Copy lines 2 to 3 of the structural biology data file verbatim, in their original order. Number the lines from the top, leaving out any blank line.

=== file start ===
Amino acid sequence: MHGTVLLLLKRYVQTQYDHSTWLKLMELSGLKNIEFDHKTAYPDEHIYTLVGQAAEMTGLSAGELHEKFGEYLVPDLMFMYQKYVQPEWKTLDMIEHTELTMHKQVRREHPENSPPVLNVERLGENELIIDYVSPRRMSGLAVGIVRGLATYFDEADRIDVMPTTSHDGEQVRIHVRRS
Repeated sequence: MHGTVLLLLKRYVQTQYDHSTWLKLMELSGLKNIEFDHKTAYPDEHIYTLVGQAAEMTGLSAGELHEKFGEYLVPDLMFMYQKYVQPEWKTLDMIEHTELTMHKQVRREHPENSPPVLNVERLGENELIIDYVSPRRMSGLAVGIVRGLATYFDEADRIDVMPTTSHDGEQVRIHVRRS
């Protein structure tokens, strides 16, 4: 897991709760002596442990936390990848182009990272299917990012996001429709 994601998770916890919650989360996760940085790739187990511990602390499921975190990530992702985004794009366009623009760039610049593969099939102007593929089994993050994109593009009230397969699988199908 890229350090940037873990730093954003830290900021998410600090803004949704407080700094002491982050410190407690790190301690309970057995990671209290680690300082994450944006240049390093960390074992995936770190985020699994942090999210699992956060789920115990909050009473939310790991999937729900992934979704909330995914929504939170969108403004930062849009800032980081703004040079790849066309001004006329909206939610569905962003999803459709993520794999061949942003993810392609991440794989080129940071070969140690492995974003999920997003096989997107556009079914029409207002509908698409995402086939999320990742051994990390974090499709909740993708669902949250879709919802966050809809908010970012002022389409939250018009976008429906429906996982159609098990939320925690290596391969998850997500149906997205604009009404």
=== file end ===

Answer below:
Repeated sequence: MHGTVLLLLKRYVQTQYDHSTWLKLMELSGLKNIEFDHKTAYPDEHIYTLVGQAAEMTGLSAGELHEKFGEYLVPDLMFMYQKYVQPEWKTLDMIEHTELTMHKQVRREHPENSPPVLNVERLGENELIIDYVSPRRMSGLAVGIVRGLATYFDEADRIDVMPTTSHDGEQVRIHVRRS
């Protein structure tokens, strides 16, 4: 897991709760002596442990936390990848182009990272299917990012996001429709 994601998770916890919650989360996760940085790739187990511990602390499921975190990530992702985004794009366009623009760039610049593969099939102007593929089994993050994109593009009230397969699988199908 890229350090940037873990730093954003830290900021998410600090803004949704407080700094002491982050410190407690790190301690309970057995990671209290680690300082994450944006240049390093960390074992995936770190985020699994942090999210699992956060789920115990909050009473939310790991999937729900992934979704909330995914929504939170969108403004930062849009800032980081703004040079790849066309001004006329909206939610569905962003999803459709993520794999061949942003993810392609991440794989080129940071070969140690492995974003999920997003096989997107556009079914029409207002509908698409995402086939999320990742051994990390974090499709909740993708669902949250879709919802966050809809908010970012002022389409939250018009976008429906429906996982159609098990939320925690290596391969998850997500149906997205604009009404």